Comprehensive Eye Exam

A full-scope exam of your eyes and visual system using the latest technology

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An eye exam consists of more than just checking to see if you need glasses.  During a complete eye exam, we not only determine your prescription for glasses or contact lenses, we also assess your eyes’ ability to work together as a team (binocular vision), check for eye diseases such as glaucoma, cataract, and macular degeneration, and evaluate for eye signs of systemic disease such as diabetes, high blood pressure, even brain tumors.  Adults and children should have regular eye exams to keep prescriptions current and to check for early signs of eye diseases. Early detection can prevent vision loss.  Below is a list of a few eye diseases and conditions that we look for during a complete eye exam:

  • Refractive error - This is your eyes' "optical" prescription. There are 3 types of refractive error, myopia (nearsightedness), hyperopia (farsightedness), and astigmatism.  These conditions can be corrected with glasses, contact lenses and refractive surgery.
  • Amblyopia - Amblyopia is poor development of central vision as a result of a turned eye or a large asymmetry in  refractive error.  If untreated, amblyopia can slow visual development of the affected eye, which can lead to permanent vision loss.
  • Strabismus - Strabismus is an eye that turns inwards or outwards relative to the other eye.  If left untreated, a strabismus can lead to amblyopia, and decrease depth perception.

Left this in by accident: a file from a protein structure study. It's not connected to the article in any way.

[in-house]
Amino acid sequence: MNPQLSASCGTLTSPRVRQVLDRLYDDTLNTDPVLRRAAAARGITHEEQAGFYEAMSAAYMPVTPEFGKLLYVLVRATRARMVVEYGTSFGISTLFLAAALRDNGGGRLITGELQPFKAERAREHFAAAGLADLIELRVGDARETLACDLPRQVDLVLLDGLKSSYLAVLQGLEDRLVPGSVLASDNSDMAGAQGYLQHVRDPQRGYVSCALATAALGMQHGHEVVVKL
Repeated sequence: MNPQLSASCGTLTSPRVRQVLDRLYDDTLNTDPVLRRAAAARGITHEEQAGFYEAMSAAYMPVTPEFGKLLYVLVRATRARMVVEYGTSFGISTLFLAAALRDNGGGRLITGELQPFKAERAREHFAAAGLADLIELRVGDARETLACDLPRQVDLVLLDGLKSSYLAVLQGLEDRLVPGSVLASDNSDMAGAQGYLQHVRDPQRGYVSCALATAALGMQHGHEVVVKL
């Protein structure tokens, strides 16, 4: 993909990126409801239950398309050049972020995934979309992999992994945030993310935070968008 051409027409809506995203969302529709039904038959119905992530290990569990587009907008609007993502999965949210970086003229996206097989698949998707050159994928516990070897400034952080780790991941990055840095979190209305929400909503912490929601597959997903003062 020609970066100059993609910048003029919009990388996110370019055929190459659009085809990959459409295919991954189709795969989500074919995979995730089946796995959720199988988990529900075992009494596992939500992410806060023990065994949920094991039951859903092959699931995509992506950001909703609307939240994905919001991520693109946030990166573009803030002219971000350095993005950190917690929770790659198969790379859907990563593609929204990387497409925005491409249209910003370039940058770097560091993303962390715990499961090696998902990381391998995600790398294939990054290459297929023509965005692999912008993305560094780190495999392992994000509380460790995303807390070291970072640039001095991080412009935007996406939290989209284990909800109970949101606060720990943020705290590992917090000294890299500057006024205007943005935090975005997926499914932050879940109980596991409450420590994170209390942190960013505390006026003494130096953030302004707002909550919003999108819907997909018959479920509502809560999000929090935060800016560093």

• Glaucoma - Glaucoma is the degeneration of the optic nerve (a nerve tract that connects the eye to the brain) often associated with high eye pressures.   During a comprehensive eye exam, we perform numerous tests that tell us whether or not you have glaucoma. Because there are virtually no symptoms, it is important to have regular eye exams to prevent permanent vision loss.
  • Macular degeneration - Macular Degeneration is a disease that affects the small "sweet spot" of the retina critical  for acute central vision tasks such as reading, driving, and watching television. A comprehensive examination can detect the condition in its early stages.
  • Cataracts-A cataract is a clouding of the unseen crystalline lens which rests just behind the colored part of the eye.
  • Systemic diseases - A comprehensive eye exam can detect early signs of many systemic diseases including diabetes and high blood pressure.
  • Dilation- Eye drops are often used for a full view of the eye's interior but new instrumentation allows advanced imaging without the aid of dilation.